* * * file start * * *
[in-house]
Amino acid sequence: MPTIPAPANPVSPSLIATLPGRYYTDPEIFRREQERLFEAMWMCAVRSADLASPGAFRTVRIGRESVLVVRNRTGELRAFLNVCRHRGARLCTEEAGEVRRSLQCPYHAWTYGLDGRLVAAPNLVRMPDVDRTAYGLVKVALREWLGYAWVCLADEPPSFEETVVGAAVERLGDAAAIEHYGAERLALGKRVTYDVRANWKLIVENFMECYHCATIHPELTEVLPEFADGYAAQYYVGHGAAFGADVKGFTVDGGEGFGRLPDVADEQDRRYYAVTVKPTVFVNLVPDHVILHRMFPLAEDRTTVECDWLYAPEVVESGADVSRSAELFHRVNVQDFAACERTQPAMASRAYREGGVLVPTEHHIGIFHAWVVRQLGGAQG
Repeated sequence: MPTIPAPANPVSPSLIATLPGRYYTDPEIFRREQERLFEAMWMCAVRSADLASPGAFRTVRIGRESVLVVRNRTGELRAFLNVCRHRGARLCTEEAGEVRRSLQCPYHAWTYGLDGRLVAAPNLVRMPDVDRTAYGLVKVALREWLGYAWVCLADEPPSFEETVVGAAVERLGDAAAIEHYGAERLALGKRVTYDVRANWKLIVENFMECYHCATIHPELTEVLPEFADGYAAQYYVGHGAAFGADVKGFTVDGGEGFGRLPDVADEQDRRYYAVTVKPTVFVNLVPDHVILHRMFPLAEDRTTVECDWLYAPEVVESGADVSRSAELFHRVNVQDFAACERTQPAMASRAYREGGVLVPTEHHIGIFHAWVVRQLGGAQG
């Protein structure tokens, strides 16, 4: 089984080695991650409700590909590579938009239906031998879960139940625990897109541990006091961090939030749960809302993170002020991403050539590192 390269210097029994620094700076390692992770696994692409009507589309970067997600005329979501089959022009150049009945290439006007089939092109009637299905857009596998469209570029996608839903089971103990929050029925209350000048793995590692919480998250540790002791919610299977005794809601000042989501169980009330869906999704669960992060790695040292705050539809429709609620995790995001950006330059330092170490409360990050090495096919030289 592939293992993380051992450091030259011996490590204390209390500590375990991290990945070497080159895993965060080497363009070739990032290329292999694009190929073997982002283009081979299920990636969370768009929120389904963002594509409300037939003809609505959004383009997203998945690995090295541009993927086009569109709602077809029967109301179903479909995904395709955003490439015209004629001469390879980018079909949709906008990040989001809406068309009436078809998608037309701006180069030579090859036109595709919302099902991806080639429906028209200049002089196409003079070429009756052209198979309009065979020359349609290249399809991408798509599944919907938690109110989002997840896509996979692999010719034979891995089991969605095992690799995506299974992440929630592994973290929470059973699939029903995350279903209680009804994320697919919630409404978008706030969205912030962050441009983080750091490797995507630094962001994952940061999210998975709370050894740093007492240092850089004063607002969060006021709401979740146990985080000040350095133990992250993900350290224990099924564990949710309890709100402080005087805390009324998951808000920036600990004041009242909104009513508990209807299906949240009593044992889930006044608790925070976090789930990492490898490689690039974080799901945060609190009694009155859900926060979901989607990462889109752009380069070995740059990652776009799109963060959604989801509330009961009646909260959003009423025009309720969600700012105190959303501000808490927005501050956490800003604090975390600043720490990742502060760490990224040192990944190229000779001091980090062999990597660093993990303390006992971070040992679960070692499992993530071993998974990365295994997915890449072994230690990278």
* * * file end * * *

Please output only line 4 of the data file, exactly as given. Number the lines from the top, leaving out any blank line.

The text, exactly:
């Protein structure tokens, strides 16, 4: 089984080695991650409700590909590579938009239906031998879960139940625990897109541990006091961090939030749960809302993170002020991403050539590192 390269210097029994620094700076390692992770696994692409009507589309970067997600005329979501089959022009150049009945290439006007089939092109009637299905857009596998469209570029996608839903089971103990929050029925209350000048793995590692919480998250540790002791919610299977005794809601000042989501169980009330869906999704669960992060790695040292705050539809429709609620995790995001950006330059330092170490409360990050090495096919030289 592939293992993380051992450091030259011996490590204390209390500590375990991290990945070497080159895993965060080497363009070739990032290329292999694009190929073997982002283009081979299920990636969370768009929120389904963002594509409300037939003809609505959004383009997203998945690995090295541009993927086009569109709602077809029967109301179903479909995904395709955003490439015209004629001469390879980018079909949709906008990040989001809406068309009436078809998608037309701006180069030579090859036109595709919302099902991806080639429906028209200049002089196409003079070429009756052209198979309009065979020359349609290249399809991408798509599944919907938690109110989002997840896509996979692999010719034979891995089991969605095992690799995506299974992440929630592994973290929470059973699939029903995350279903209680009804994320697919919630409404978008706030969205912030962050441009983080750091490797995507630094962001994952940061999210998975709370050894740093007492240092850089004063607002969060006021709401979740146990985080000040350095133990992250993900350290224990099924564990949710309890709100402080005087805390009324998951808000920036600990004041009242909104009513508990209807299906949240009593044992889930006044608790925070976090789930990492490898490689690039974080799901945060609190009694009155859900926060979901989607990462889109752009380069070995740059990652776009799109963060959604989801509330009961009646909260959003009423025009309720969600700012105190959303501000808490927005501050956490800003604090975390600043720490990742502060760490990224040192990944190229000779001091980090062999990597660093993990303390006992971070040992679960070692499992993530071993998974990365295994997915890449072994230690990278």